The real answer here is another question: why do you think you need this? There may be a better way to accomplish what you're trying to do that doesn't depend on intricate details of platform floating-point. Having said that...
It's unfortunate that you can't change the Linux code, since it's really the Linux results that are deficient here. The SUN results are as good as they could possibly be: they're correctly rounded; each multiplication gives the unique (in this case) C double that's closest to the result. In contrast, the first Linux multiplication does not give a correctly rounded result.
Your Linux results come from a 32-bit system on x86 hardware, right? The results you show are consistent with, and likely caused by, the phenomenon of 'double rounding': the result of the first multiplication is first rounded to 64-bit precision (the precision used internally by the Intel x87 FPU), and then re-rounded to the usual 53-bit precision of a double. Most of the time (around 1999 times out of 2000 or so on average) this double round has the same effect as a single round to 53-bit precision would have had, but occasionally it can produce a different result, and that's what you're seeing here.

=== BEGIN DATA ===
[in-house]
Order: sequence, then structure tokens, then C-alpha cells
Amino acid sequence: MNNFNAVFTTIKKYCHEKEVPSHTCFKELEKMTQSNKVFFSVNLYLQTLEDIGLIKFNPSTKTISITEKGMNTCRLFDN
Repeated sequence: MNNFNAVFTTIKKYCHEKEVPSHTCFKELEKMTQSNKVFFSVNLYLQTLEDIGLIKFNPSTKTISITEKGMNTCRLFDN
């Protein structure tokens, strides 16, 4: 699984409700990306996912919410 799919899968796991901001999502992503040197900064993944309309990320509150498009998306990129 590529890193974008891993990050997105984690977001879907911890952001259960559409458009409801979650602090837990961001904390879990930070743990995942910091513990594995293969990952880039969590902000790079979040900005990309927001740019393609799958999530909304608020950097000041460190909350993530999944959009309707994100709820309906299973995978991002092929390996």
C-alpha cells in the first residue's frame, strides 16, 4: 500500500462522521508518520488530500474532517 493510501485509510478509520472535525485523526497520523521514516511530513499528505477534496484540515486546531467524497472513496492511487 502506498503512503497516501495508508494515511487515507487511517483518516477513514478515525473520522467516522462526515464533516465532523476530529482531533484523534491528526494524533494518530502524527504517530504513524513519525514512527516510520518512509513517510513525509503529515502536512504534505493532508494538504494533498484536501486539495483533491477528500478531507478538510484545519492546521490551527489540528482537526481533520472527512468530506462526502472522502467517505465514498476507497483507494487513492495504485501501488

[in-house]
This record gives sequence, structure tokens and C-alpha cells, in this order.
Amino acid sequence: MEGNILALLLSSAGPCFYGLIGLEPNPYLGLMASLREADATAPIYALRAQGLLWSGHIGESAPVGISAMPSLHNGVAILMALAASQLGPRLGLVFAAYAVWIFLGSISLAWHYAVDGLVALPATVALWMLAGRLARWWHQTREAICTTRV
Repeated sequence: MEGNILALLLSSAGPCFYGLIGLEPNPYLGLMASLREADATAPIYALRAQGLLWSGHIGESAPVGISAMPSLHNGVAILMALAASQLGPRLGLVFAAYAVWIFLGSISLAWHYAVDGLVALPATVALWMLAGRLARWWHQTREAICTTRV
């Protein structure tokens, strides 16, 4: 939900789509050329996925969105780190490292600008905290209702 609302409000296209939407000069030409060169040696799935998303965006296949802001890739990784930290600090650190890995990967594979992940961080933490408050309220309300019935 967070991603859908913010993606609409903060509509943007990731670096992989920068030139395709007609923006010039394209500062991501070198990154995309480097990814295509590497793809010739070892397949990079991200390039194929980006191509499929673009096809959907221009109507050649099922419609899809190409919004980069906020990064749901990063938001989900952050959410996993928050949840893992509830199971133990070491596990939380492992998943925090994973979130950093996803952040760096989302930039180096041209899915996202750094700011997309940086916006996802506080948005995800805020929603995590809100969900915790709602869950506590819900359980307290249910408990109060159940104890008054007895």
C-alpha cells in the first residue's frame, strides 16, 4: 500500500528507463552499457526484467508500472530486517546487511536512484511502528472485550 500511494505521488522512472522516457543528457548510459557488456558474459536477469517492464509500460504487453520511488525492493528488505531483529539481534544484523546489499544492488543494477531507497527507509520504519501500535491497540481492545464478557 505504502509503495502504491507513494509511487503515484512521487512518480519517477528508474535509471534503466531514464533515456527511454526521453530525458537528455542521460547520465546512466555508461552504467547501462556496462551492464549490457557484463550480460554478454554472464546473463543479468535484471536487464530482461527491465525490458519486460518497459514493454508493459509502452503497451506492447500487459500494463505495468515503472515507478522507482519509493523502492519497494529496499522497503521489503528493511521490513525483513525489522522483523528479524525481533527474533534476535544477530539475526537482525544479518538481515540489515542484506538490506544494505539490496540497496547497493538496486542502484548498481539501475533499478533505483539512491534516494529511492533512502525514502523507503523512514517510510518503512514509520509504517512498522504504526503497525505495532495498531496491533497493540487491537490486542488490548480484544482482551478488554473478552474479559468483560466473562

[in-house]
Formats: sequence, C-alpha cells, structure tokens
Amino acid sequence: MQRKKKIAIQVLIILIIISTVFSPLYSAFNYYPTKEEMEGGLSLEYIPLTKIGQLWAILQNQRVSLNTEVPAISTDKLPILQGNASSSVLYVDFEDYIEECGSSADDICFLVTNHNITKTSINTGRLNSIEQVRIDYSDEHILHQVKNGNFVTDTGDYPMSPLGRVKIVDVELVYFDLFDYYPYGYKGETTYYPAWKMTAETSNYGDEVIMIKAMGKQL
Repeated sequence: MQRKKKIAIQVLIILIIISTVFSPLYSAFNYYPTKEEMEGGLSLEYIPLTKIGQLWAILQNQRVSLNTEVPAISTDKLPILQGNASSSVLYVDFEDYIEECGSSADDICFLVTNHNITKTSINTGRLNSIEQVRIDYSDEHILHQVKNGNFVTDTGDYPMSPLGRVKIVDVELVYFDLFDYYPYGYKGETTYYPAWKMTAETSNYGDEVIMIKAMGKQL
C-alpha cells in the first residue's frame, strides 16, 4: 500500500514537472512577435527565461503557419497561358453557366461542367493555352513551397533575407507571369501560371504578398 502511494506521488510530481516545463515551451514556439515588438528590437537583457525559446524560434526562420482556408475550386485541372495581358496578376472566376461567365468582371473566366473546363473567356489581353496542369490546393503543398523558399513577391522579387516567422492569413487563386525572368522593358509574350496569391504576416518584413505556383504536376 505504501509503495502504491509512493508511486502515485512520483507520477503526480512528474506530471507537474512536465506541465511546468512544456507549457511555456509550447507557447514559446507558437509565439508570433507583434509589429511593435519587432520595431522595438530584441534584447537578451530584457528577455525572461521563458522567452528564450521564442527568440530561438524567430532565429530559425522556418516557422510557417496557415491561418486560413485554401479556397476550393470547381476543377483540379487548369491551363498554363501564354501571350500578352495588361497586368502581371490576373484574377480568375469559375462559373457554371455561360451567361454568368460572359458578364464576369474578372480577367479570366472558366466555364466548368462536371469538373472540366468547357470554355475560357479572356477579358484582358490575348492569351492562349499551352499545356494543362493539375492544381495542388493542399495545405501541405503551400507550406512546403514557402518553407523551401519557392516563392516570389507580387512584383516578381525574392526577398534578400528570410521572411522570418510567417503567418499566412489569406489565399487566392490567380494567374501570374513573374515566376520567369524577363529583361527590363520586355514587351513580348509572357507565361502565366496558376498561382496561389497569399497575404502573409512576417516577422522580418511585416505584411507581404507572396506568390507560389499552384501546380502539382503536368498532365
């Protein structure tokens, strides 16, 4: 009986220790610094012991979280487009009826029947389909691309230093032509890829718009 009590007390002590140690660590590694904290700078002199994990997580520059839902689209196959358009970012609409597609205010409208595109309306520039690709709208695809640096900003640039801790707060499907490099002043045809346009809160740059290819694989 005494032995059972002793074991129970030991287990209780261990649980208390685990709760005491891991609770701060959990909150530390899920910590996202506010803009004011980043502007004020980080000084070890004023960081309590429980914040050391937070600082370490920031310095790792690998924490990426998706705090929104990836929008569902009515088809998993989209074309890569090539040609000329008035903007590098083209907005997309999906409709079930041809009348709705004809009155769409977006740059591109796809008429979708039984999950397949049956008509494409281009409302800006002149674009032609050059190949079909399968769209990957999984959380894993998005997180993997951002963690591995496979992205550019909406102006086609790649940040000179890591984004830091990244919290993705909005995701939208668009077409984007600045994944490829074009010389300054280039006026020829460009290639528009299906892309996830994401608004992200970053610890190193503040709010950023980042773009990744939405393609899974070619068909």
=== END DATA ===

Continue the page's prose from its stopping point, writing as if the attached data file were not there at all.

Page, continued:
As you say, there are ways to fix the Linux results to match the Solaris ones: one of these is to use appropriate compiler flags to force the use of SSE2 instructions for floating-point operations if possible. The recent 4.5 release of gcc also fixes the difference by means of a new
-fexcess-precision flag, though the fix may impact performance when not using SSE2.
[Edit: after several rereads of the gcc manuals, the gcc-patches mailing list thread at http://gcc.gnu.org/ml/gcc-patches/2008-11/msg00105.html, and the related gcc bug report, it's still not clear to me whether use of
-fexcess-precision=standard does in fact eliminate double rounding on x87 systems; I think the answer depends on the value of FLT_EVAL_METHOD. I don't have a 32-bit Linux/x86 machine handy to test this on.]
But I don't know how you'd fix the Solaris results to match the Linux ones, and I'm not sure why you'd want to: you'd be making the Solaris results less accurate instead of making the Linux results more accurate.
[Edit: caf has a good suggestion here. On Solaris, try deliberately using long double for intermediate results, then forcing back to double. If done right, this should reproduce the double rounding effect that you're seeing in Linux.]
See David Monniaux's excellent paper The pitfalls of verifying floating-point computations for a good explanation of double rounding. It's essential reading after the Goldberg article mentioned in an earlier answer.